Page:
The Roe Deer is shy and secretive, spending its days at Wellington hidden up in the woods, where it browses on young trees, new leaves and grasses. At night it emerges onto the sports fields and golf course to eat in comparative safety. Occasionally, in a hard winter, it gets desperate and bold enough to come close to the College buildings and eat the ornamental plantings, much to the frustration of the Gardens and Countryside Department.
The males (bucks) will grow antlers each spring and rub them against trees to get rid of the furry coating. They fight each other in August and September, when the rut is on, to get the best females. The females (does) will often give birth to twins (kids) when there is a good availability of food for her to be able to rear two young.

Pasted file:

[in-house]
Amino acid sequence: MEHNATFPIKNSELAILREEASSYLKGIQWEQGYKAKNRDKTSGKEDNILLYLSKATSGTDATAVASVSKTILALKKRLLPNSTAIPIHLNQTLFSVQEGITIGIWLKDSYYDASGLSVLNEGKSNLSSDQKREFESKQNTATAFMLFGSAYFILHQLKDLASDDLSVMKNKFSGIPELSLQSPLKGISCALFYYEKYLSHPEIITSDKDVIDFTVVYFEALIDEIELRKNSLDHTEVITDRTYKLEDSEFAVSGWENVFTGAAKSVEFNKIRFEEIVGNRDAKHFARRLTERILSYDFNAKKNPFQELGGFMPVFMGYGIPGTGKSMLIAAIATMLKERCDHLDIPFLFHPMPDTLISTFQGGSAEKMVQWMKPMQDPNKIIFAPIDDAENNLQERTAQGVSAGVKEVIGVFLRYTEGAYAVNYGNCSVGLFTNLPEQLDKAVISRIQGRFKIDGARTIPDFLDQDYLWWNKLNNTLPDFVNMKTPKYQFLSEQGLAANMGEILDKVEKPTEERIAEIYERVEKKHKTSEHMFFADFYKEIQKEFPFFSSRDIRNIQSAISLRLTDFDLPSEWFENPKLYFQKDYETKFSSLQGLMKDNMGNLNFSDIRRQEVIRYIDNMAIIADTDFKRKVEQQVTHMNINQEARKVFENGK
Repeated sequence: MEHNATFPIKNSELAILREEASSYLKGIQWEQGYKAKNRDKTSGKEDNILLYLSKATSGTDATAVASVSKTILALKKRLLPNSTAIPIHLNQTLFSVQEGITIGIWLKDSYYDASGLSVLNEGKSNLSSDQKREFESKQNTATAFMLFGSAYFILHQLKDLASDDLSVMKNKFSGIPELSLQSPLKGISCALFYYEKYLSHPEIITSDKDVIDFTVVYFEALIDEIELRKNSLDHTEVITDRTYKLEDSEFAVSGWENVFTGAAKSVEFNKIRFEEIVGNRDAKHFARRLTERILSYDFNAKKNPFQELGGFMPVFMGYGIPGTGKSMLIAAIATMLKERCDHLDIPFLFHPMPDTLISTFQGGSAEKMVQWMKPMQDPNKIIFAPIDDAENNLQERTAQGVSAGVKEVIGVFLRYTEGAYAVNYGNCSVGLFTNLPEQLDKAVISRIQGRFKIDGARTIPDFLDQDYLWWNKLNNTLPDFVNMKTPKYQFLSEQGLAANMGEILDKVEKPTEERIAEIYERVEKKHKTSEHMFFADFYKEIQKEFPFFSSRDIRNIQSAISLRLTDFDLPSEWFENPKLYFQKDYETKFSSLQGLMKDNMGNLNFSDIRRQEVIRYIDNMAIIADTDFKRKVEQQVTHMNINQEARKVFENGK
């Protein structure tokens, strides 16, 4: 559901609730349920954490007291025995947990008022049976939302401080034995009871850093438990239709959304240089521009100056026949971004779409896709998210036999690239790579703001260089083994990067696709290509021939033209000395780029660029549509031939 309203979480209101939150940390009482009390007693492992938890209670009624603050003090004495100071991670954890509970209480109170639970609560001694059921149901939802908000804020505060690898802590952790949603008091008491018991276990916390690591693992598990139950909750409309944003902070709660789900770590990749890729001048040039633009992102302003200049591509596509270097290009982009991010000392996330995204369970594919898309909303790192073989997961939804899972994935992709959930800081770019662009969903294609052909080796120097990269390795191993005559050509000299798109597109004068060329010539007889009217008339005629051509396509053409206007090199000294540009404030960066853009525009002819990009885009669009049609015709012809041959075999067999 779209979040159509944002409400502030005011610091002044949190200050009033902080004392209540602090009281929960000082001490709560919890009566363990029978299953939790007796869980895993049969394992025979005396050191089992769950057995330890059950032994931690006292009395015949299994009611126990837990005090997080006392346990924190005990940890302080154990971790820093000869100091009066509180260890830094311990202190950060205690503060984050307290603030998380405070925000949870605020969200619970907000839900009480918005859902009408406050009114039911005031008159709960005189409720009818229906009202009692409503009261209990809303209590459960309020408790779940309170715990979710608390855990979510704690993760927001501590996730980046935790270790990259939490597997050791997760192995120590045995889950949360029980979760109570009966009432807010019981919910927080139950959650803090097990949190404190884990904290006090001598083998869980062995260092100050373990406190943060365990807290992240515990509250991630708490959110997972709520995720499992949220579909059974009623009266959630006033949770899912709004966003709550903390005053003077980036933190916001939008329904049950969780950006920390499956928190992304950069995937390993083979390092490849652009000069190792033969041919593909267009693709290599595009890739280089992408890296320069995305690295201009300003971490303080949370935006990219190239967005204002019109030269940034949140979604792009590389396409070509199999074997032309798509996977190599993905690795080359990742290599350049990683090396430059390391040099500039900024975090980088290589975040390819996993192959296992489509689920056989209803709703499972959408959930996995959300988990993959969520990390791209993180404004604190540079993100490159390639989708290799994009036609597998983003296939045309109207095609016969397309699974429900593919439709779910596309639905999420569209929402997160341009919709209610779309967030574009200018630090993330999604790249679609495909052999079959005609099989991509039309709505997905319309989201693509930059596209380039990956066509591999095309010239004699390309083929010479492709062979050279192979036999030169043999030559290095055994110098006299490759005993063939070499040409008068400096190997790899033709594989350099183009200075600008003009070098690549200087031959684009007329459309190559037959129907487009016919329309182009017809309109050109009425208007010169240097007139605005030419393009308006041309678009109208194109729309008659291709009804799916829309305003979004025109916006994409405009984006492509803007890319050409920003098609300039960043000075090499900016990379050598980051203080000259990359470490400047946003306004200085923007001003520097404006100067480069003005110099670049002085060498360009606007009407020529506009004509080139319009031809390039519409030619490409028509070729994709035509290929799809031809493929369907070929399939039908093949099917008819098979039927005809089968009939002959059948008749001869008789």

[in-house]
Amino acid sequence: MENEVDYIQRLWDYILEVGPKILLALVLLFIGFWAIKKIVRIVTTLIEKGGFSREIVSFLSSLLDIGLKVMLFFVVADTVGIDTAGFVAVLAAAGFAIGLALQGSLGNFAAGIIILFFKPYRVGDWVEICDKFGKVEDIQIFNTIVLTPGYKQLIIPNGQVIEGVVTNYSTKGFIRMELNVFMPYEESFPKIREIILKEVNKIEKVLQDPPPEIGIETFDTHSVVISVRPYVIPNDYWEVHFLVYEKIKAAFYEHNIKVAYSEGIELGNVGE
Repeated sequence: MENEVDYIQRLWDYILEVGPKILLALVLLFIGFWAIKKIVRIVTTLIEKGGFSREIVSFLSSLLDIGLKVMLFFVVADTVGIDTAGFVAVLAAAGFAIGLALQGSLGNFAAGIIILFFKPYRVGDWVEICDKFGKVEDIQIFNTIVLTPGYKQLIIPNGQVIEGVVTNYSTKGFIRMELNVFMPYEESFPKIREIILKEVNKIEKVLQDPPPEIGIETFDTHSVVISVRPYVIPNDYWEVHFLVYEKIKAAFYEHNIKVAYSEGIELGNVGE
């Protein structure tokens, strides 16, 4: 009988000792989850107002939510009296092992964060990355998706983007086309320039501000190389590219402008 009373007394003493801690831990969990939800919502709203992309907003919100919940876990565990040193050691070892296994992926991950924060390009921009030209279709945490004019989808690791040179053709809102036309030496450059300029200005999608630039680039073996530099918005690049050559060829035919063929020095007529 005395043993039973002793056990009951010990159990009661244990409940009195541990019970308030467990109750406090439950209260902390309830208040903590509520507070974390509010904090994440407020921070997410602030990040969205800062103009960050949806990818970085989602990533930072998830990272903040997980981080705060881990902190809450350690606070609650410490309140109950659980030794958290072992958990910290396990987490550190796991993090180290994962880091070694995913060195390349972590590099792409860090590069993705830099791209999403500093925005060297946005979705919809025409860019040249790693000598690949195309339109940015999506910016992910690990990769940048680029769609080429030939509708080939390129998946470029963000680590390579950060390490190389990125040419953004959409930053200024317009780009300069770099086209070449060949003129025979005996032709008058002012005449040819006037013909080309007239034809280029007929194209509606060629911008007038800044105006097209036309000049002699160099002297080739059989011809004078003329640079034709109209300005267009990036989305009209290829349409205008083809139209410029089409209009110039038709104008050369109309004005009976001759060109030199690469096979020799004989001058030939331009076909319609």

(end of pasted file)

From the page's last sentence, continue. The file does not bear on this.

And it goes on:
A brown deer with a creamy white bottom and no discernible tail, often the first sign of them will be the creamy warning patch flashing at you as they run for cover, warning all around them of your presence.